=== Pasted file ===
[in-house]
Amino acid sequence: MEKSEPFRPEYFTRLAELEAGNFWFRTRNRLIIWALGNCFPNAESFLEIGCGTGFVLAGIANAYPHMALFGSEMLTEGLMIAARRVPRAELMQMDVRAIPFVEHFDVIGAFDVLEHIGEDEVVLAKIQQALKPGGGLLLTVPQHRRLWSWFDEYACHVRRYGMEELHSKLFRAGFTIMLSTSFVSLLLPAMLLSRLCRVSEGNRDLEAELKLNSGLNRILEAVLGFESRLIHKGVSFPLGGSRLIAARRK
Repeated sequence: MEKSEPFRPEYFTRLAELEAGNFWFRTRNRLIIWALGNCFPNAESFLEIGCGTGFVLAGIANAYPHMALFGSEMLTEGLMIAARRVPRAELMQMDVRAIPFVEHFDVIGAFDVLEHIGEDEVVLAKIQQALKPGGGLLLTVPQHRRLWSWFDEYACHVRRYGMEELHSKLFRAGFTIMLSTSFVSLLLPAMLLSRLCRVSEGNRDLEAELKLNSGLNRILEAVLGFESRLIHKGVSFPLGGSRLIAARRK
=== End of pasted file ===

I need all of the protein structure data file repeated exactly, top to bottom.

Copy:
[in-house]
Amino acid sequence: MEKSEPFRPEYFTRLAELEAGNFWFRTRNRLIIWALGNCFPNAESFLEIGCGTGFVLAGIANAYPHMALFGSEMLTEGLMIAARRVPRAELMQMDVRAIPFVEHFDVIGAFDVLEHIGEDEVVLAKIQQALKPGGGLLLTVPQHRRLWSWFDEYACHVRRYGMEELHSKLFRAGFTIMLSTSFVSLLLPAMLLSRLCRVSEGNRDLEAELKLNSGLNRILEAVLGFESRLIHKGVSFPLGGSRLIAARRK
Repeated sequence: MEKSEPFRPEYFTRLAELEAGNFWFRTRNRLIIWALGNCFPNAESFLEIGCGTGFVLAGIANAYPHMALFGSEMLTEGLMIAARRVPRAELMQMDVRAIPFVEHFDVIGAFDVLEHIGEDEVVLAKIQQALKPGGGLLLTVPQHRRLWSWFDEYACHVRRYGMEELHSKLFRAGFTIMLSTSFVSLLLPAMLLSRLCRVSEGNRDLEAELKLNSGLNRILEAVLGFESRLIHKGVSFPLGGSRLIAARRK